Beyond Marginly v1

This page describes team's vision on future protocol enhancements

The current version of Marginly described in this document is v1. Even though it is sophisticated enough and handles risks responsibly, there is still a lot of room for improvement.

The dev team continues its active research on the future of the DeFi and aims to introduce the v2 version of the Marginly protocol, which will include the following features:

  • Deleveraging: auto-deleverage risky positions to avoid liquidations.

  • Option strategies: Introduce option-based strategies using Uniswap position exposure.

  • Multiple liquidity sources: Connect other sources of Liquidity, such as Curve’s tri-crypto pool for leveraged trading. Introduce smart routing and smart liquidity management.

Let's elaborate on each of the points in detail:


Deleveraging reduces one's leverage (collateral and debt) when the system has a liquidity shortage.

Liquidity may be absent in the system in the following cases:

  • The lender (liquidity provider) wants to withdraw, and there is no liquidity as all of it was borrowed.

  • The protocol needs to liquidate the borrower, and there is no collateral to sell as all of it was borrowed.

The second case may be reduced to the first case if the receive_position() method is called, and the position receiver reduces the entire liquidating position debt are several possible approaches to the problem of liquidity shortage in the system. Some try to avoid it altogether, others introduce ways to correct it when it has already happened, while both could benefit from additional market-driven interest rate mechanics such as utilization-based interest rate curves commonly seen in classical DeFi lending protocols. We envision the following possibilities for improvements in newer versions of Marginly:

  1. Introduce a reserve ratio to limit the amount of liquidity that may be taken out of the system: with such an approach, there could never be a situation when the entire collateral has been borrowed as debt because there will always be a fraction left governed by the magnitude of the reserve ratio. Potential bank runs still have to be accounted for, though, as the reserve ratio doesn’t solve the problem completely but rather mitigates it.

  2. Do honest deleverage when liquidating positions. Modify collateral and debt coefficients of the opposite side in the system, effectively reducing the overall long or short system leverage. This approach appeals to its simplicity. One alternative option is to de-lever consecutively, starting with the riskiest position first and moving down the leverage heap.

  3. Target a certain long/short ratio in the system, which is the ratio of total USDC debt value (longs) to the total WETH debt value (shorts). So one could imagine a system that penalizes or deleverages the long side when the ratio is above one and deleverages shorts when the ratio is below one.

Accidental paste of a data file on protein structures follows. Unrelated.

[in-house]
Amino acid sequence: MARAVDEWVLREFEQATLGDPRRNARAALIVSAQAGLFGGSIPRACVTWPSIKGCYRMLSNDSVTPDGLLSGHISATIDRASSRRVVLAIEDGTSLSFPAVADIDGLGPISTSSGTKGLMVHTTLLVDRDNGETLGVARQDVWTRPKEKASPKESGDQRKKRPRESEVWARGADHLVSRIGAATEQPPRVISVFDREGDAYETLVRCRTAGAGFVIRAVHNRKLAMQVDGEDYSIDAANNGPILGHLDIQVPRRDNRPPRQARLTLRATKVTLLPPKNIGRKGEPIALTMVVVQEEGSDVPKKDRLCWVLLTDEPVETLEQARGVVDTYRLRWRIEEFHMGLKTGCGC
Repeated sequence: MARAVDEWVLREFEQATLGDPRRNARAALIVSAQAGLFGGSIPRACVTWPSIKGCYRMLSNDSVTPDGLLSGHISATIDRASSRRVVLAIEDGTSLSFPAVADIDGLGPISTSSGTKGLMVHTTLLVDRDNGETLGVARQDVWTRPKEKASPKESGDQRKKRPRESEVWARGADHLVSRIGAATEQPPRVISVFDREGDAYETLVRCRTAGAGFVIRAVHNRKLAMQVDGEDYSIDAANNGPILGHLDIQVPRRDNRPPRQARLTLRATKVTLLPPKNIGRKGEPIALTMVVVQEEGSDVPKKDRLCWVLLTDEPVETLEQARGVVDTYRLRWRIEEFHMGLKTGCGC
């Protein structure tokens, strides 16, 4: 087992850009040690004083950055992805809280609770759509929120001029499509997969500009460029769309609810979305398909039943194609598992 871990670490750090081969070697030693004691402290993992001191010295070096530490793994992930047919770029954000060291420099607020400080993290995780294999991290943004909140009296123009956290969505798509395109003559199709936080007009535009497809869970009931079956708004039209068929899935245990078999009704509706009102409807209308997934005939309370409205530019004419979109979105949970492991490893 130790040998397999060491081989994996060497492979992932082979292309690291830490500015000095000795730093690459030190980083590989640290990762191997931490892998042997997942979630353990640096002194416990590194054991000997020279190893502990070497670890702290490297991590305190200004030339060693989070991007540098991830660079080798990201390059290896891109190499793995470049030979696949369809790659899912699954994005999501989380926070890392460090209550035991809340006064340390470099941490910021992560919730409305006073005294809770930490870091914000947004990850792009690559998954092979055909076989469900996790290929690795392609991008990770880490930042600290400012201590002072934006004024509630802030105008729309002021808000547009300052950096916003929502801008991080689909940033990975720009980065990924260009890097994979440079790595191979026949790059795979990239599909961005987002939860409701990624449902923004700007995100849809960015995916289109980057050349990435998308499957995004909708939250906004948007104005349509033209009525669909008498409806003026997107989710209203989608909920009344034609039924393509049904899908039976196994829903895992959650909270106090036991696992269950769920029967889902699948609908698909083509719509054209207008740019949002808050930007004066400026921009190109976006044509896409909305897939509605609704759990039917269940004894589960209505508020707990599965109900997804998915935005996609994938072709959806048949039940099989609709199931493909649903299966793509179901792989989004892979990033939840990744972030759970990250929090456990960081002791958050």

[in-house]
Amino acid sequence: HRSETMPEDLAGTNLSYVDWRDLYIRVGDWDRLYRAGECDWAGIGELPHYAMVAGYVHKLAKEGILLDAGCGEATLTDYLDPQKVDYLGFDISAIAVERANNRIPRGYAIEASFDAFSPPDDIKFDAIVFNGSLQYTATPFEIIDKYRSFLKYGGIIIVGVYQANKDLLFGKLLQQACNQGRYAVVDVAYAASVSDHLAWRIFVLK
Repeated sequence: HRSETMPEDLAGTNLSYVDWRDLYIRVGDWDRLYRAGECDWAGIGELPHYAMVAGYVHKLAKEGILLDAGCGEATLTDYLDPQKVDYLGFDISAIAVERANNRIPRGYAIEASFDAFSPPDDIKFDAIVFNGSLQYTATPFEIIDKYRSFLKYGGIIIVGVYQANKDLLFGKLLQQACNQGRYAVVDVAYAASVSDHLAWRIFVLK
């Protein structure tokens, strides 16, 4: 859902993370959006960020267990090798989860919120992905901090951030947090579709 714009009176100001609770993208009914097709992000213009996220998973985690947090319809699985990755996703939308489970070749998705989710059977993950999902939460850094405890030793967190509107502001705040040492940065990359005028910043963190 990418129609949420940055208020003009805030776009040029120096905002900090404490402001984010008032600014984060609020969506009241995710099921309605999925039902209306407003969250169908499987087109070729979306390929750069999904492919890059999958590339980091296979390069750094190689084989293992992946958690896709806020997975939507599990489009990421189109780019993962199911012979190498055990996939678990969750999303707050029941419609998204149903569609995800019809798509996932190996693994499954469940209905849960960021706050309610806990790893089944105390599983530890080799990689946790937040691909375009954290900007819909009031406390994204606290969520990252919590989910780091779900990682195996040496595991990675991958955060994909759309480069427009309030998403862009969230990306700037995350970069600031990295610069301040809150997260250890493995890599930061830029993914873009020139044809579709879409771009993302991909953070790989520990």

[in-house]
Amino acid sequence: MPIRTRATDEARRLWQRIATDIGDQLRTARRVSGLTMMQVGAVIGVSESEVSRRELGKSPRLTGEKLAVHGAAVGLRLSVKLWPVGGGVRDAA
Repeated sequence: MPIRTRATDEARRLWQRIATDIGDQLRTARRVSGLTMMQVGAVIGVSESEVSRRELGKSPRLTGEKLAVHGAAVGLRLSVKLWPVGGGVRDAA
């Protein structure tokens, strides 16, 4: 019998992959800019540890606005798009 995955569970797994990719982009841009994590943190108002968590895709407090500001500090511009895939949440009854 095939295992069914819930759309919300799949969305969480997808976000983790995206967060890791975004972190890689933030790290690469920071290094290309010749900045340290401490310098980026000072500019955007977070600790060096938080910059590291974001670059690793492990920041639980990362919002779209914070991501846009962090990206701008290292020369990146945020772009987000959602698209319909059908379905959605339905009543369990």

Multiple liquidity sources

Liquidity risk is one of the main risks with which investors are concerned. What happens to the system in the absence of external liquidity sources? How are risky positions being liquidated in such cases? What are other liquidity options besides Uniswap pools? These are examples of essential questions that we will have to find answers to in future versions of the Marginly protocol.

When there is more than one pool available to choose from, there arises the need to build a logic that would identify which pool is best to use, given current liquidity conditions and immediate trade parameters. So-called routers best perform these tasks. One example of such a router is the 1inch’s router. We plan to use such routers in future versions of the Marginly protocol and might even consider building one of our own.

Option strategies

One way to think about a Uniswap liquidity position is as a covered call or a short cash-secured put option strategy, depending on whether the strike tick had been above or below the current spot price when liquidity was deployed.

Overall, Uniswap liquidity positions are a combination of long positions in two tokens and short options (either calls or puts) on those tokens. The trading fee revenue earned by liquidity providers can be thought of as the premium received for selling those options. Armed with this knowledge, we can create short straddle or short strangle option positions:

  • Short Straddle: Deploy 2 x ETH liquidity to the single tick as close to the current market price as possible, then sell 1 x ETH on the market.

  • Short Strangle: Deploy USDC liquidity in a range below the current market price and deploy ETH liquidity in a range above the current market price, then sell the same amount of ETH elsewhere in a separate transaction.

In future versions of the Marginly protocol, we are going to exploit the above knowledge to offer users the delta-neutral option strategies described above, which help control directional biases of their portfolios.

Last updated